With me now in my middle age and she, in her twilight years, looking back to the lives of her parents made us reflect more on what would be ours when we finally come to our last years, or months or days on earth. There was one photograph with both of their father and mother in it. Of my grandmother's last days before she died.
My mother and aunt took turns in describing how they took care of her. I could sense the pain of loss especially when they said that she died so young because she had to give birth to 15 infants only 5 or 4 survived to adulthood not because there was no money for caesarian operation but because there was no hospital then. Our hometown is in a small island in the Pacific and this was in the 20's and 30's. How they also lost their father whose eyes were ravaged by diabetes. Their stories are too vivid that you could feel their pain.
The pain of losing one's parents is, I think, a pain that will never go away. Anne Michaels, the author of Fugitive Pieces is a poet. Thus, this book is peppered with phrases that are poetic, rythmic and layered with metaphors. It is a bit difficult to read, especially in the first 50 or so pages , as I am used to straight narrative prose but when you finally adjusted to her style, you can't put the book down. It is like reading a fragmented prose in different multiple layers and at least two voices, that of Jacob in the first part and of Ben in the later part.
I was struck by his idea of making a hole so deep that he could escape in the other side of the world. This came into my mind too when I was at that age and playing inside our backyard in our island hometown. I will not tell you about the "hole" and why the idea came into my mind.
About Fugitive Pieces
Jacob has a sibling, Bella who plays the piano. The memory of Bella and her parents stays with Jacob all his life even if Athos , his rescuer, brings him to Greece and later to Canada to live and forget his past. It affects his married life until the end of his life. In the second half of the book, with Ben as the narrator, the same theme permeates his recollections of his parents who he lost in WWII.
Ben is an admirer of Jacob's poems and the way the latter has handled his life as a survivor. This memory of losing their loved ones, with pain expressed in exquisite lyrical prose, makes this book a very memorable read. The pain of loss that will never go away. The beauty of prose that will always be remembered. View all 18 comments. Jan 31, Leah rated it it was ok Shelves: orange-prizewinner. Finally, I have finished this one. I loved the cover and a quick flick through excited me because the writing was poetic and lyrical and the prologue about lost manuscripts from people who wrote about the holocaust was tantalising.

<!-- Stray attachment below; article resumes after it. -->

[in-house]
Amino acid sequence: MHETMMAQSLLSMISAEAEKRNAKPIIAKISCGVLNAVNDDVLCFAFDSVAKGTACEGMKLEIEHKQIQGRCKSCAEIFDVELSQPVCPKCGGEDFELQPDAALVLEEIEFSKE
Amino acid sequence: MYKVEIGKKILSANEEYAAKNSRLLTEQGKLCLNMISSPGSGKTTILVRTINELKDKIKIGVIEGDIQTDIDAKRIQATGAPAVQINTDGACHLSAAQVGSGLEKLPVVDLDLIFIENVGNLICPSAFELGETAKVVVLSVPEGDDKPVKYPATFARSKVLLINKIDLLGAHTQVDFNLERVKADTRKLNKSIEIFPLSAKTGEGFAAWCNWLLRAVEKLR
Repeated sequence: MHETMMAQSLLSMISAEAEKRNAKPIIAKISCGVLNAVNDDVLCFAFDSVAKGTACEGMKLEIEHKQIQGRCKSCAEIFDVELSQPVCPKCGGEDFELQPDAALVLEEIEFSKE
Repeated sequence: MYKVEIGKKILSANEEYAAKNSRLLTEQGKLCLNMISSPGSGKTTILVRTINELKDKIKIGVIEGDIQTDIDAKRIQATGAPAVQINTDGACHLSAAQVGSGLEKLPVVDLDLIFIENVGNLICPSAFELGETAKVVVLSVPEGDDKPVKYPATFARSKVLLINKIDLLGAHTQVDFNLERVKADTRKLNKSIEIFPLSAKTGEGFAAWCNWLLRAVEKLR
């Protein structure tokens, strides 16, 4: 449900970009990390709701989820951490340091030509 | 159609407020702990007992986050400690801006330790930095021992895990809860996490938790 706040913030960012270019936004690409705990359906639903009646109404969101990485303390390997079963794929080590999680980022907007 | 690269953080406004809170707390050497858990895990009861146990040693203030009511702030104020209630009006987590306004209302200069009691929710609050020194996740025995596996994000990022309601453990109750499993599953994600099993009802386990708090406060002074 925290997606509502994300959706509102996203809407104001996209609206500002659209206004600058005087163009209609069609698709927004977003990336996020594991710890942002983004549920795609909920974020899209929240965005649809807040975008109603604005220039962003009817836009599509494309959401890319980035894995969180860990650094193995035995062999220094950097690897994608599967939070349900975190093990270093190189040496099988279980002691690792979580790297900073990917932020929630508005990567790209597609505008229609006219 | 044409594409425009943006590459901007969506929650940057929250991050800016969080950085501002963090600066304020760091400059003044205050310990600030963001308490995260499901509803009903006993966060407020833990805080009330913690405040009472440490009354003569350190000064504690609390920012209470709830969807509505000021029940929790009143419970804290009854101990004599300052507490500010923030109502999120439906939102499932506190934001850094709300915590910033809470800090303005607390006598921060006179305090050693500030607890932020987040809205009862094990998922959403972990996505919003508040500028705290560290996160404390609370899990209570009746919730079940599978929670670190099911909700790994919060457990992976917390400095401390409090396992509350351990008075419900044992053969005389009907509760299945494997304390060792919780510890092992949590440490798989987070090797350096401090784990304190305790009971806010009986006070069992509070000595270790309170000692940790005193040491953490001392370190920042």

The story is about a young Jewish boy, Jacob Beer who, while hiding, witnesses the slaughter of his parents and the abduction of his sister, presumably for the death camps, by the Nazi police in Poland. He survives living in the marshland outside the town until h Finally, I have finished this one. They move then to Toronto where, many years later Athos dies and Jacob becomes an academic and later a writer, but is tortured by his war experiences and survivors guilt.
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His marriage fails and he eventually finds some solace with Michaela. The last part of the novel follows Ben, a man brought up in Toronto but whose parents were holocaust survivors. He meets Jacob at a party and finds some of his own peace in Jacob's writing. Some of this novel is beautifully descriptive, moving and inventive. Every now and then I would read a sentence that blew me away There were also some shocking descriptions of cruelties that came without warning to draw you back to the relevance of the times They buried themselves in strange graves, any space that would fit their bodies, absorbing more room than was alloted them in the world.
However I wasn't far into it before I realised it wasn't holding my interest consistently. It was clear that meticulous research had taken place prior to writing the book, but its knowledgeable sections about geology, philosophy or other academia, while impressive, were quite a slog and my interest began to wane.
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There were whole sections of the book where my attention wandered and I was not bothered to recount the lines to re enlighten myself. I felt that these sections compromised any plot or character development so that I did not care much about them. I was feeling very little at all. There is no doubt that Anne Michaels is a talented writer but it almost seemed that she flexed her literary muscles too much at times so that this seemed to be more of a poem than a novel.